While it's too soon to tell what if any impact the public perception regarding Downtown's dodgy climate will have on Sixth Street-generated city revenue, it's certainly not too soon to worry about it, especially when you're walking out of the area at 2am on any given night.
Independent Realtor Jude Galligan, who hangs his proverbial hat at the Sabine on Fifth condos when he's not shuffling pricey Downtown properties, says he hasn't seen any drop-off in the market.
"Not yet," he amends. "But, in Downtown, we've never seen a string of negative media reports like we've seen over the past few months. I think those media reports are warranted and perhaps long overdue, but the concentration of them could certainly have a negative impact on people's perception of Downtown.
"Sometimes we need sensationalized headlines just to get something going."
If you don't live Downtown, work on or near Sixth Street, or take in the bars and clubs on a regular basis, you could be forgiven for not realizing how dire the situation feels to those who do. But dire it seems, and dire it is. You need only poll a few local business owners as to what they've been seeing.
Gary McCreight, owner, Aaron's Rock & Roll, Sixth and Neches:
"We've been here for 20 years this year, and from our vantage point, it seems like we now have organized gangs who are not only selling crack out in the open, they're also selling fake crack, and they're victimizing and robbing the homeless at least as much if not more than they are those people who come down to the Sixth Street area to go to bars or clubs or wherever.
"We see it from our windows every night: Whenever the cops are around, the drug dealers scatter, but the moment the cops walk past, the dealers are right back in front of our store. Like clockwork. I think what's happening is that the gangs are recruiting homeless people to work for them. I know for a fact they've got them acting as lookouts, and I assume they also sell crack for them."
Asher Garber, owner, Room 710, 710 Red River:
"I don't want to attribute the uptick in crime to the Austin Resource Center for the Homeless, but I definitely think it's associated. I'm not concerned about the people who are sleeping in the ARCH at 8 at night, and I'm definitely not attributing this crime wave to the homeless, at all. It's the people who aren't sleeping in the ARCH that I'm worried about. And that location, across from a liquor store in the heart of the entertainment district? That doesn't help." (See "Mobile Loaves & Fishes.")
Graham Williams, Transmission Entertainment:
"Downtown has gotten pretty crazy, for sure. As for why this is happening, I can only attribute it to the economy. Maybe it does really trickle down to the point where people who were already pretty desperate are now to the point where sticking a shotgun in someone's face is a viable solution to their problems. For sure, that whole area near Red River on a Friday or Saturday night is nowhere near as safe as it used to be. It's treacherous."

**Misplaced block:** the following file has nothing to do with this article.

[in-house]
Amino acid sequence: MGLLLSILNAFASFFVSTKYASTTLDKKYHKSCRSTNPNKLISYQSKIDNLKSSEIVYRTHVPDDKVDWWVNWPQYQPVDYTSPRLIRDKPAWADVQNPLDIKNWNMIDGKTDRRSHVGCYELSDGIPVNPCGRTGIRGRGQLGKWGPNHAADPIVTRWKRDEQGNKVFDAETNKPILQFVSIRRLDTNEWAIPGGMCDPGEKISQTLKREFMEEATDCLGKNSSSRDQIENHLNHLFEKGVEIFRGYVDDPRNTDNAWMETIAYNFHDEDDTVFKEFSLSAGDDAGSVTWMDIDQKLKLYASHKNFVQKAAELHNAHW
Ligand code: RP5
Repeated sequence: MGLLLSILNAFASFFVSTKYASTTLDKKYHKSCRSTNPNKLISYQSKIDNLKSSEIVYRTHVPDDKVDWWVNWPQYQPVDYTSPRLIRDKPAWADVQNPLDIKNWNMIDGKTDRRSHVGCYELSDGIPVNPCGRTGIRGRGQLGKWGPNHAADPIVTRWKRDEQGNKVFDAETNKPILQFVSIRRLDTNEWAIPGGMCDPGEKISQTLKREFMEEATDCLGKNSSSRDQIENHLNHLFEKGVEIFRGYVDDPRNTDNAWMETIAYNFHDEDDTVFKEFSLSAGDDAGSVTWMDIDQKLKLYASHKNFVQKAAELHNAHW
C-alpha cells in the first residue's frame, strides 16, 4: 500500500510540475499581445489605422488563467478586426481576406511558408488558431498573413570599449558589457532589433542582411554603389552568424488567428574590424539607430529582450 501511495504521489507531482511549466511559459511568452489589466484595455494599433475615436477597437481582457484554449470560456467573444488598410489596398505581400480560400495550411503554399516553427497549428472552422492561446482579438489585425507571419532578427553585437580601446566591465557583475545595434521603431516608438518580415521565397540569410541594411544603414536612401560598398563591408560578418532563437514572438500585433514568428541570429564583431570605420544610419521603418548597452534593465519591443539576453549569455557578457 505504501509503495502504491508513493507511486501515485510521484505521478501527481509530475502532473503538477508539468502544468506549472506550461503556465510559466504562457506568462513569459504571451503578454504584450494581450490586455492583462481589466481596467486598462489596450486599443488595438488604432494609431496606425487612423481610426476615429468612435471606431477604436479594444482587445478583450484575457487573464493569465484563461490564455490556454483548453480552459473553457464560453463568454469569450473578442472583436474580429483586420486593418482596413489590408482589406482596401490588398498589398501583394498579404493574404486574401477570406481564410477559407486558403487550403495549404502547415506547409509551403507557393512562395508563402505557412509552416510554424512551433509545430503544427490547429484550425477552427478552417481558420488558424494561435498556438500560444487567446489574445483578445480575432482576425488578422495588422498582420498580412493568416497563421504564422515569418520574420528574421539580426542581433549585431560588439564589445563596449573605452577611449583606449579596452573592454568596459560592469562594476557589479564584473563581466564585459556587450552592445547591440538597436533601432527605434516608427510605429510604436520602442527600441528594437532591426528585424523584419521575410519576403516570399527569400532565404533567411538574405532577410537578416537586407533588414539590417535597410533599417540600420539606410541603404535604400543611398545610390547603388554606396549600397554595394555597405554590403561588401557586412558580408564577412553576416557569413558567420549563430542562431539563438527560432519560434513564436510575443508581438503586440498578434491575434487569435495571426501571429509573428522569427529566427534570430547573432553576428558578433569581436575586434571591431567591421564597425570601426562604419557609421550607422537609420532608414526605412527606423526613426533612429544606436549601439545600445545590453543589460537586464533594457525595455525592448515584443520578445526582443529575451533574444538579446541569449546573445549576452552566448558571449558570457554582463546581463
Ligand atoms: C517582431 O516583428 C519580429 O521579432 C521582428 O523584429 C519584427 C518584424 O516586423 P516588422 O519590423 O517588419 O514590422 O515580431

Beat's So Lonely
"Downtown is the most critical asset that we have as a city," says Sheryl Cole, widely regarded as the City Council member most engaged and active in all things Downtown. "Obviously, a large portion of our tax revenue comes from the tax base that is Downtown. It's also the central place for our tourism industry from which our hotel occupancy tax is derived. So I think it's critical as a city that we keep it safe. And we are determined to try and do that."
Cole's determination may not be enough to cut through the creeping sense of slippage that's making itself felt in Downtown Austin. What may end up being far more effective in the long run is the revitalizing yet nongentrifying tactics being undertaken by Downtown neighborhood groups such as the Downtown Austin Neighborhood Association and the Downtown Austin Alliance.
On March 10, former DANA president and current DANA board member Marshall Jones, an associate vice president of investments for Wachovia Securities, was instrumental in bringing together DANA, various community stakeholders, and the APD at the Hilton for the first meeting of the Downtown Austin Neighborhood Crime Watch. That meeting birthed several plans for the group, not least of which was a Downtown Austin Crime Prevention website (www.downtownaustincrimeprevention.org), a useful online forum to help keep abreast of crime-related issues Downtown.
"We need to clean up the small issues, and the bigger issues will go away," asserts Jones. "Small issues are graffiti, broken glass all over the sidewalk, and allowing drugs to be sold right in Brush Square Park. Cleaning up the alley behind the Brazos Lofts alley. That's really a bad alley."
[Full disclosure: It's also my alley.]